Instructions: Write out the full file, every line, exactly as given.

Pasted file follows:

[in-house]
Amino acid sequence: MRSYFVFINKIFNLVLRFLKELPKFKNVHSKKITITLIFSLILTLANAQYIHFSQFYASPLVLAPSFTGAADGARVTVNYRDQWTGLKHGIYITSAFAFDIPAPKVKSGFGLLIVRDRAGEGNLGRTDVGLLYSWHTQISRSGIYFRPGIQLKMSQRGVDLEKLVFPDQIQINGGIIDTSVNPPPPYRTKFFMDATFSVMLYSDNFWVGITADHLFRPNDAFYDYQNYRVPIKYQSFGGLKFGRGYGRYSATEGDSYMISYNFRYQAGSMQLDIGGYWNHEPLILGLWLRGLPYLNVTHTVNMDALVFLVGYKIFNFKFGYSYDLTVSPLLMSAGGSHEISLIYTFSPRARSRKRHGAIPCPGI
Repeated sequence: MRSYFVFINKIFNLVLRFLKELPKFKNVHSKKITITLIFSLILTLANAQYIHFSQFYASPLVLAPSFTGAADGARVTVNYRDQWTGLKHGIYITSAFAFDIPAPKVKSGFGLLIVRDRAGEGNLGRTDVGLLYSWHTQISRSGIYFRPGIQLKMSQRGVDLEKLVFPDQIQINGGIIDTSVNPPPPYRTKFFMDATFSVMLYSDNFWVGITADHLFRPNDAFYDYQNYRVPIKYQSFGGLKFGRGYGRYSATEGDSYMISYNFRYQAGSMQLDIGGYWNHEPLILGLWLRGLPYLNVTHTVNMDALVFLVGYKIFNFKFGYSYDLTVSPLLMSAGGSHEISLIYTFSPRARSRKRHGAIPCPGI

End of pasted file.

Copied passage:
[in-house]
Amino acid sequence: MRSYFVFINKIFNLVLRFLKELPKFKNVHSKKITITLIFSLILTLANAQYIHFSQFYASPLVLAPSFTGAADGARVTVNYRDQWTGLKHGIYITSAFAFDIPAPKVKSGFGLLIVRDRAGEGNLGRTDVGLLYSWHTQISRSGIYFRPGIQLKMSQRGVDLEKLVFPDQIQINGGIIDTSVNPPPPYRTKFFMDATFSVMLYSDNFWVGITADHLFRPNDAFYDYQNYRVPIKYQSFGGLKFGRGYGRYSATEGDSYMISYNFRYQAGSMQLDIGGYWNHEPLILGLWLRGLPYLNVTHTVNMDALVFLVGYKIFNFKFGYSYDLTVSPLLMSAGGSHEISLIYTFSPRARSRKRHGAIPCPGI
Repeated sequence: MRSYFVFINKIFNLVLRFLKELPKFKNVHSKKITITLIFSLILTLANAQYIHFSQFYASPLVLAPSFTGAADGARVTVNYRDQWTGLKHGIYITSAFAFDIPAPKVKSGFGLLIVRDRAGEGNLGRTDVGLLYSWHTQISRSGIYFRPGIQLKMSQRGVDLEKLVFPDQIQINGGIIDTSVNPPPPYRTKFFMDATFSVMLYSDNFWVGITADHLFRPNDAFYDYQNYRVPIKYQSFGGLKFGRGYGRYSATEGDSYMISYNFRYQAGSMQLDIGGYWNHEPLILGLWLRGLPYLNVTHTVNMDALVFLVGYKIFNFKFGYSYDLTVSPLLMSAGGSHEISLIYTFSPRARSRKRHGAIPCPGI